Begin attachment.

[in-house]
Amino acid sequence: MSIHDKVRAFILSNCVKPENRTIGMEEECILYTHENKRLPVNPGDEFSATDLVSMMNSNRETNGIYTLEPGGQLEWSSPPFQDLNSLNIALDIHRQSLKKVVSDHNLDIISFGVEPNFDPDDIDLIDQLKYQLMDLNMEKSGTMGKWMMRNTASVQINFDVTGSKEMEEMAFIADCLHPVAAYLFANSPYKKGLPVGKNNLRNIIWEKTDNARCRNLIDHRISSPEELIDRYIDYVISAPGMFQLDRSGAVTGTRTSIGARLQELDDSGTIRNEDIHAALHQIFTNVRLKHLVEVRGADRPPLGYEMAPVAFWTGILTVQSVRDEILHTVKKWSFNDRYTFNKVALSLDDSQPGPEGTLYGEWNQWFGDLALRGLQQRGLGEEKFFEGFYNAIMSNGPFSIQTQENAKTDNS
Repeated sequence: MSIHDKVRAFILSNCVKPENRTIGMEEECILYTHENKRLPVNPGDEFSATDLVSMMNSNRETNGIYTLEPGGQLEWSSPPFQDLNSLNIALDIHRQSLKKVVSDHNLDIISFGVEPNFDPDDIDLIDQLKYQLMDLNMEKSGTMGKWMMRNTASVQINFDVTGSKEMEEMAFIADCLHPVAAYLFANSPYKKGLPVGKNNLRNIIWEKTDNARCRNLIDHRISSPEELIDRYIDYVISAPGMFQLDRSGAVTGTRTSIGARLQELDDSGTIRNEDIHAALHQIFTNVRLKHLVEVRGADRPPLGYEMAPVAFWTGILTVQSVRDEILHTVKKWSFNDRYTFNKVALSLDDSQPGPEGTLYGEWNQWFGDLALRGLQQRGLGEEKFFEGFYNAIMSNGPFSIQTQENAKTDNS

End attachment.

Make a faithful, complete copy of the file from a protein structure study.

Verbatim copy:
[in-house]
Amino acid sequence: MSIHDKVRAFILSNCVKPENRTIGMEEECILYTHENKRLPVNPGDEFSATDLVSMMNSNRETNGIYTLEPGGQLEWSSPPFQDLNSLNIALDIHRQSLKKVVSDHNLDIISFGVEPNFDPDDIDLIDQLKYQLMDLNMEKSGTMGKWMMRNTASVQINFDVTGSKEMEEMAFIADCLHPVAAYLFANSPYKKGLPVGKNNLRNIIWEKTDNARCRNLIDHRISSPEELIDRYIDYVISAPGMFQLDRSGAVTGTRTSIGARLQELDDSGTIRNEDIHAALHQIFTNVRLKHLVEVRGADRPPLGYEMAPVAFWTGILTVQSVRDEILHTVKKWSFNDRYTFNKVALSLDDSQPGPEGTLYGEWNQWFGDLALRGLQQRGLGEEKFFEGFYNAIMSNGPFSIQTQENAKTDNS
Repeated sequence: MSIHDKVRAFILSNCVKPENRTIGMEEECILYTHENKRLPVNPGDEFSATDLVSMMNSNRETNGIYTLEPGGQLEWSSPPFQDLNSLNIALDIHRQSLKKVVSDHNLDIISFGVEPNFDPDDIDLIDQLKYQLMDLNMEKSGTMGKWMMRNTASVQINFDVTGSKEMEEMAFIADCLHPVAAYLFANSPYKKGLPVGKNNLRNIIWEKTDNARCRNLIDHRISSPEELIDRYIDYVISAPGMFQLDRSGAVTGTRTSIGARLQELDDSGTIRNEDIHAALHQIFTNVRLKHLVEVRGADRPPLGYEMAPVAFWTGILTVQSVRDEILHTVKKWSFNDRYTFNKVALSLDDSQPGPEGTLYGEWNQWFGDLALRGLQQRGLGEEKFFEGFYNAIMSNGPFSIQTQENAKTDNS